Anthroposophic doctors use a combination of techniques to treat the patient as a full individual.
Anthroposophic medicine is designed to be complementary and explicitly requires its practitioners to train in conventional medicine; anthroposopic physicians are fully trained medical doctors, and anthroposophic nurses are registered nurses. They then undertake additional training to be able to use anthroposophic techniques in their practices.
Anthroposophic medical care involves a range of therapies offered by differed health professionals with different specialisations. It is also used in a variety of care settings, including in hospitals and for acute care. What unites them is a set of diagnostic frameworks designed to understand the health of the patient as a whole individual, and therapies designed to improve overall health rather than merely treat symptoms. Empathy, patient autonomy and the formation of a strong doctor-patient relationship is also central the anthroposophic therapeutic approach, an idea which is also gaining ground in conventional medicine as several literature reviews demonstrate these relationships improve health outcomes.
Unique aspects of the anthroposophic approach
In anthroposophic medicine, health is a matter of balancing several factors that contribute to human well-being — including the physical body, conciousness and feeling, and thinking/self-actualisation, such as via art or cultural expression or spirituality.
An anthroposophic diagnosis might therefore look at physical symptoms – such as a severe infection – but also at lifestyle factors, such as poor nutrition or high stress, that could exacerbate or prolong the physical symptoms (or make a patient at risk of relapse in the future). Factors such as personal history, age, and other environmental or social factors that can influence a person’s overall health are all part of an anthroposophic medical diagnosis.
Anthroposophic doctors seek to understand the entire picture of a patient’s disease. This could include conventional diagnosis with a physical ailment as well as noted imbalances in any of the above three systems — such as troubles with eating normally, dulled senses, or insomnia. An analysis of these factors is also combined with a patient’s medical and personal history. On basis of this comprehensive assessment, a combination of conventional and anthroposophic medicines is chosen, tailored to the individual’s particular needs.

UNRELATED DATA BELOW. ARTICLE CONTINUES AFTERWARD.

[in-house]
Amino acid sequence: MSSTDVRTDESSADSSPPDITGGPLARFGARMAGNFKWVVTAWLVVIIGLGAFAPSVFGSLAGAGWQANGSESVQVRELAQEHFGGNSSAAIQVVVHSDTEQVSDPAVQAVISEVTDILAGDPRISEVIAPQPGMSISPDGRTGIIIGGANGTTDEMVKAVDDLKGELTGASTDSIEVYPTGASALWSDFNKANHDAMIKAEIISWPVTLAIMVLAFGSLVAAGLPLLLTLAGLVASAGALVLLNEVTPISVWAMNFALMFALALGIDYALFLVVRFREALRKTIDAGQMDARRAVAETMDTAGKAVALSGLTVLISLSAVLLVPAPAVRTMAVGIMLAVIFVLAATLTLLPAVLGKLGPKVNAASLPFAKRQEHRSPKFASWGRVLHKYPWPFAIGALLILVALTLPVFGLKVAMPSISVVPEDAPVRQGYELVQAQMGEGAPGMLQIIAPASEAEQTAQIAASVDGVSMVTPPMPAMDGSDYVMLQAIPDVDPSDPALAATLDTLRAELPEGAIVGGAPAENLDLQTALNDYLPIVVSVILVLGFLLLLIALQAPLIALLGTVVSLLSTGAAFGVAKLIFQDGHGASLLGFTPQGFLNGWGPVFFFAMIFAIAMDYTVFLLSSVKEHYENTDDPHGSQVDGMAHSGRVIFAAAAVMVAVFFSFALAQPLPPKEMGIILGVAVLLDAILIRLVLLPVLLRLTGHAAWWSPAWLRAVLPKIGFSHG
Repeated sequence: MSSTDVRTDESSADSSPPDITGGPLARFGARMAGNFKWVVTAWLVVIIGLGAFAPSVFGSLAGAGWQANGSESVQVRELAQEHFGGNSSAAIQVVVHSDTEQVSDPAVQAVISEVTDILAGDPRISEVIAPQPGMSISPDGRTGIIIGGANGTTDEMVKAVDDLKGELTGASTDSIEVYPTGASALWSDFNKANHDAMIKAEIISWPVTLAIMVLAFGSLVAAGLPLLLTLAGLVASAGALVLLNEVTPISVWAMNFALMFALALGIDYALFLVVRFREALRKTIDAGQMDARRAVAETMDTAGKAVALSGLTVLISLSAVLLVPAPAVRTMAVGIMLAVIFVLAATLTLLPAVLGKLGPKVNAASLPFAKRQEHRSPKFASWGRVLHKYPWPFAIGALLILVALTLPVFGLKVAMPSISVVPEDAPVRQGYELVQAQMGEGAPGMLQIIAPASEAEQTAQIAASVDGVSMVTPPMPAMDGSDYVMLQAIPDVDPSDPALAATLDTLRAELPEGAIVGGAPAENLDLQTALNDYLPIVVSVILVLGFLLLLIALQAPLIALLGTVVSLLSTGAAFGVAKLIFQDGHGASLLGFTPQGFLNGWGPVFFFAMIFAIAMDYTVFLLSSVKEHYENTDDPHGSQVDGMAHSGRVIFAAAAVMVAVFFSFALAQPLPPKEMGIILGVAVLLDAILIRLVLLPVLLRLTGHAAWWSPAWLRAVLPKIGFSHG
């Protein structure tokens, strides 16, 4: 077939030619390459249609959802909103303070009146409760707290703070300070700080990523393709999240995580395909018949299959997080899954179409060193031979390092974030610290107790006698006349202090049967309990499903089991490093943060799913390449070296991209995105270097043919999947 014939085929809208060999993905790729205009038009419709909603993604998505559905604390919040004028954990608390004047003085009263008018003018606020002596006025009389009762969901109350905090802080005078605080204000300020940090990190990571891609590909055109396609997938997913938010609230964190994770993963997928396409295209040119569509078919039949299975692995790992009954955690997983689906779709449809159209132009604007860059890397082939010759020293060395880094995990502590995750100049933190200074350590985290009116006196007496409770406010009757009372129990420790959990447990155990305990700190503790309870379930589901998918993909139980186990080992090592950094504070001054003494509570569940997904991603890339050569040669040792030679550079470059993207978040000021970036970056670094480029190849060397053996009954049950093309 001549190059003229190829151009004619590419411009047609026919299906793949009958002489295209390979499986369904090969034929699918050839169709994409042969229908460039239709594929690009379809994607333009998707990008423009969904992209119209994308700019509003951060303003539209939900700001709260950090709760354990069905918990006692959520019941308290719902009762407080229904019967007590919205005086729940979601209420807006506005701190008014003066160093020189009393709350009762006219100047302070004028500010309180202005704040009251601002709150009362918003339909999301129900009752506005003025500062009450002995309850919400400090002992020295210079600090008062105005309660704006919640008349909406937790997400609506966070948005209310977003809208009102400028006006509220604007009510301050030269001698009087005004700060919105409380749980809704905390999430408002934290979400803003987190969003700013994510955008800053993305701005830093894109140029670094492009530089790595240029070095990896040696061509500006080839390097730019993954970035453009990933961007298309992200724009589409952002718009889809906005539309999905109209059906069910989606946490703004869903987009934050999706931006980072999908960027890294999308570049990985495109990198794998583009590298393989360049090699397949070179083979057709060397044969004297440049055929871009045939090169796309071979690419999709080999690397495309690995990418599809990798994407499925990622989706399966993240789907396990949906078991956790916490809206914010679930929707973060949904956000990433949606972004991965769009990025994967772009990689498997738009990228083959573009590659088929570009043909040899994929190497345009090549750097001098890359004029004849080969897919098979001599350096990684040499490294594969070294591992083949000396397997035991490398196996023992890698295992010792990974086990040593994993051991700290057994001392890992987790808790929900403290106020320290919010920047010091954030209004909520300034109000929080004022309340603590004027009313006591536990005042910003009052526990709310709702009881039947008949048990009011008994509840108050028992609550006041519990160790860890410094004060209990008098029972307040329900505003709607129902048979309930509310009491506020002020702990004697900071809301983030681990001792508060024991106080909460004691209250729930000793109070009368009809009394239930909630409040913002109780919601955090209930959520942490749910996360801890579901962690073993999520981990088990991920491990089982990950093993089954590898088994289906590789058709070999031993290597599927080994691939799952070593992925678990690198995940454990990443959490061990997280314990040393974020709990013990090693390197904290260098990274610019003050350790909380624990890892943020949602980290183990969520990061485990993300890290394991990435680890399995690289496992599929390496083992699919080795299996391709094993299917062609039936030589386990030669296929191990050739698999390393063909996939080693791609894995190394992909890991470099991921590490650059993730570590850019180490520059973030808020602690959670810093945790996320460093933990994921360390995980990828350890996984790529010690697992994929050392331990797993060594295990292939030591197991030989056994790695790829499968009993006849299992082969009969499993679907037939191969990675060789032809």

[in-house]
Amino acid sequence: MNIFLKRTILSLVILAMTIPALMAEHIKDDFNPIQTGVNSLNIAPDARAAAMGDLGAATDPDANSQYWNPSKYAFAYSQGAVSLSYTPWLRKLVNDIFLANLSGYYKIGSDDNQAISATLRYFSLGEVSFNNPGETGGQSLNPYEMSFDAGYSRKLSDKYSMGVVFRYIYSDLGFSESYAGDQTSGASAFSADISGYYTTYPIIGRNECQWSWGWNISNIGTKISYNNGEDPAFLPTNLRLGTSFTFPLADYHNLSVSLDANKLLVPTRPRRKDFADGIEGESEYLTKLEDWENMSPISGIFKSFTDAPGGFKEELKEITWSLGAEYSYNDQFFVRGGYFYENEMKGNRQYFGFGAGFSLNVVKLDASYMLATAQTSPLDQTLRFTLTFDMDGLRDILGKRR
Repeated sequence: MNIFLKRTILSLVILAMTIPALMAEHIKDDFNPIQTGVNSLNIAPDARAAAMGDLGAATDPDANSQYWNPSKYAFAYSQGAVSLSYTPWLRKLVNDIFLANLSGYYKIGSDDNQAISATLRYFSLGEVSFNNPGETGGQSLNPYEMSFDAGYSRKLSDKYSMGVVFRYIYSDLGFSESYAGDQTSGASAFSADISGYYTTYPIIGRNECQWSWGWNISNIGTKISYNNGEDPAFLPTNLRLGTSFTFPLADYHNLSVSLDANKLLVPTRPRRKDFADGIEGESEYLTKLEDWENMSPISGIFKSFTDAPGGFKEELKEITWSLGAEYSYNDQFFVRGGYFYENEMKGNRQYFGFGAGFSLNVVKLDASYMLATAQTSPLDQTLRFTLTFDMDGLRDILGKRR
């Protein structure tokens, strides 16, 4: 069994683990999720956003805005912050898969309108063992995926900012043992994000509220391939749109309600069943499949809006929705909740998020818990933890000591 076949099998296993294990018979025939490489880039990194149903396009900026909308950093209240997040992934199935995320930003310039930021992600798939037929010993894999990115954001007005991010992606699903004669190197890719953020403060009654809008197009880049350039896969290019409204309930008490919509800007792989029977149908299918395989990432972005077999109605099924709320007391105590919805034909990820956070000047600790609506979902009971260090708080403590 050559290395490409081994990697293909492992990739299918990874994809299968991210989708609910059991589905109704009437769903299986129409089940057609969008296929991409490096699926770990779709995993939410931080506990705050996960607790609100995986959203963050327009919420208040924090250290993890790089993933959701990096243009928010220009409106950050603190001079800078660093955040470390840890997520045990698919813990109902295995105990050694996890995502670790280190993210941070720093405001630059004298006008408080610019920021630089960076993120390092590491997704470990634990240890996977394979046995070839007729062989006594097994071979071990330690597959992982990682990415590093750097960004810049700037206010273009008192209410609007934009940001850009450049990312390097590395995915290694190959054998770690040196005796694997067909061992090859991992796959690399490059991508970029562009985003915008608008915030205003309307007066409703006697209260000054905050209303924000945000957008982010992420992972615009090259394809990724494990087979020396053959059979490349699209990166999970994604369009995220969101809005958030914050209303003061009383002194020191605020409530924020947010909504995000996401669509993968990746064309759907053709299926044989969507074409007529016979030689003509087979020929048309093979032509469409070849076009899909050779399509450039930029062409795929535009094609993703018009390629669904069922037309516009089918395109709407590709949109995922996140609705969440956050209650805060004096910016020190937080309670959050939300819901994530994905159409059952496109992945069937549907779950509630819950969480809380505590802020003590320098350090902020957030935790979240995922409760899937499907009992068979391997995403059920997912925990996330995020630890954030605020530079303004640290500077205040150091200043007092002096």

Types of anthroposophic therapy
Anthroposophic medical practices are undertaken by a variety of different professionals with differing specialties. Anthroposophic therapy types include:
Anthroposophic physicians prescribe both conventional and anthroposophic medicinal products (AMP), and use both conventional and anthroposophic therapeutic techniques, to maximise patient health outomes.
Anthroposophic nursing is practiced by registered nurses with specific additional skills in anthroposophic external applications such as compresses, body wrapping, and ” Rhythmical Einreibungen ” (a form of rhytmical touch), that aim to strengthen the patient’s self-healing forces.
Eurythmy therapy transforms speech and music into therapeutic movement exercises, and is practiced by trained Eurythmy therapists, a health profession unique to anthroposophic medicine.
Anthroposophic arts therapy uses speech, music, painting and sculpture for therapeutic processes. In addition to approaches from conventional art therapy, anthroposophic arts therapists use the characteristics of specific colours, sounds, and sculptural forms to influence healing processes.
Anthroposophic psychotherapy expands conventional psychotherapy skills, taking into account the physical, physiological, psychological and spiritual development of the individual.
Anthroposophic body therapies, such as Rhythmic Massage, are practised by physiotherapists, nurses, naturopaths, osteopaths, or similar (according to national legislation) that have undergone additional training in an anthroposophic body therapy.